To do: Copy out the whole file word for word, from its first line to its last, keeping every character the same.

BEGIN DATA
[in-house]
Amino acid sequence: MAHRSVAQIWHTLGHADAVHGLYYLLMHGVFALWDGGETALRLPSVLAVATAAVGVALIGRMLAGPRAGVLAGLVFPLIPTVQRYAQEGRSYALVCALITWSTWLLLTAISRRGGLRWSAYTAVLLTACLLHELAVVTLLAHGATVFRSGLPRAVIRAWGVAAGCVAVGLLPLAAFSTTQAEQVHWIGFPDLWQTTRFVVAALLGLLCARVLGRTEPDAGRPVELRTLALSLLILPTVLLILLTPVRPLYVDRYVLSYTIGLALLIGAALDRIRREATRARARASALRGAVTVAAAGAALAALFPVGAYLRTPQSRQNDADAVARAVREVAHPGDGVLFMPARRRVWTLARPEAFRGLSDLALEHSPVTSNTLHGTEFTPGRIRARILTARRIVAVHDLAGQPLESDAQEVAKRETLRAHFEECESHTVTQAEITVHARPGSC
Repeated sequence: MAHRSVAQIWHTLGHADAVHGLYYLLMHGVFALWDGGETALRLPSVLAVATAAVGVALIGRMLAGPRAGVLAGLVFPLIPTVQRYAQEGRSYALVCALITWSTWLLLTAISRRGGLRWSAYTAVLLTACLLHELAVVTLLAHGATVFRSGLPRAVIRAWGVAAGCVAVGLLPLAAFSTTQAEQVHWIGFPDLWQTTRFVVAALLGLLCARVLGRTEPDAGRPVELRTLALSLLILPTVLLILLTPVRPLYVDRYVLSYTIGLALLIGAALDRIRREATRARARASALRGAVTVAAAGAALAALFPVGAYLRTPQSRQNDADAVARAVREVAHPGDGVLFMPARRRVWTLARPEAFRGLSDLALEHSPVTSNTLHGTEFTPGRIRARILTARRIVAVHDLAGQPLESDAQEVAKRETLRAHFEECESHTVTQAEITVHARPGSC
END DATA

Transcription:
[in-house]
Amino acid sequence: MAHRSVAQIWHTLGHADAVHGLYYLLMHGVFALWDGGETALRLPSVLAVATAAVGVALIGRMLAGPRAGVLAGLVFPLIPTVQRYAQEGRSYALVCALITWSTWLLLTAISRRGGLRWSAYTAVLLTACLLHELAVVTLLAHGATVFRSGLPRAVIRAWGVAAGCVAVGLLPLAAFSTTQAEQVHWIGFPDLWQTTRFVVAALLGLLCARVLGRTEPDAGRPVELRTLALSLLILPTVLLILLTPVRPLYVDRYVLSYTIGLALLIGAALDRIRREATRARARASALRGAVTVAAAGAALAALFPVGAYLRTPQSRQNDADAVARAVREVAHPGDGVLFMPARRRVWTLARPEAFRGLSDLALEHSPVTSNTLHGTEFTPGRIRARILTARRIVAVHDLAGQPLESDAQEVAKRETLRAHFEECESHTVTQAEITVHARPGSC
Repeated sequence: MAHRSVAQIWHTLGHADAVHGLYYLLMHGVFALWDGGETALRLPSVLAVATAAVGVALIGRMLAGPRAGVLAGLVFPLIPTVQRYAQEGRSYALVCALITWSTWLLLTAISRRGGLRWSAYTAVLLTACLLHELAVVTLLAHGATVFRSGLPRAVIRAWGVAAGCVAVGLLPLAAFSTTQAEQVHWIGFPDLWQTTRFVVAALLGLLCARVLGRTEPDAGRPVELRTLALSLLILPTVLLILLTPVRPLYVDRYVLSYTIGLALLIGAALDRIRREATRARARASALRGAVTVAAAGAALAALFPVGAYLRTPQSRQNDADAVARAVREVAHPGDGVLFMPARRRVWTLARPEAFRGLSDLALEHSPVTSNTLHGTEFTPGRIRARILTARRIVAVHDLAGQPLESDAQEVAKRETLRAHFEECESHTVTQAEITVHARPGSC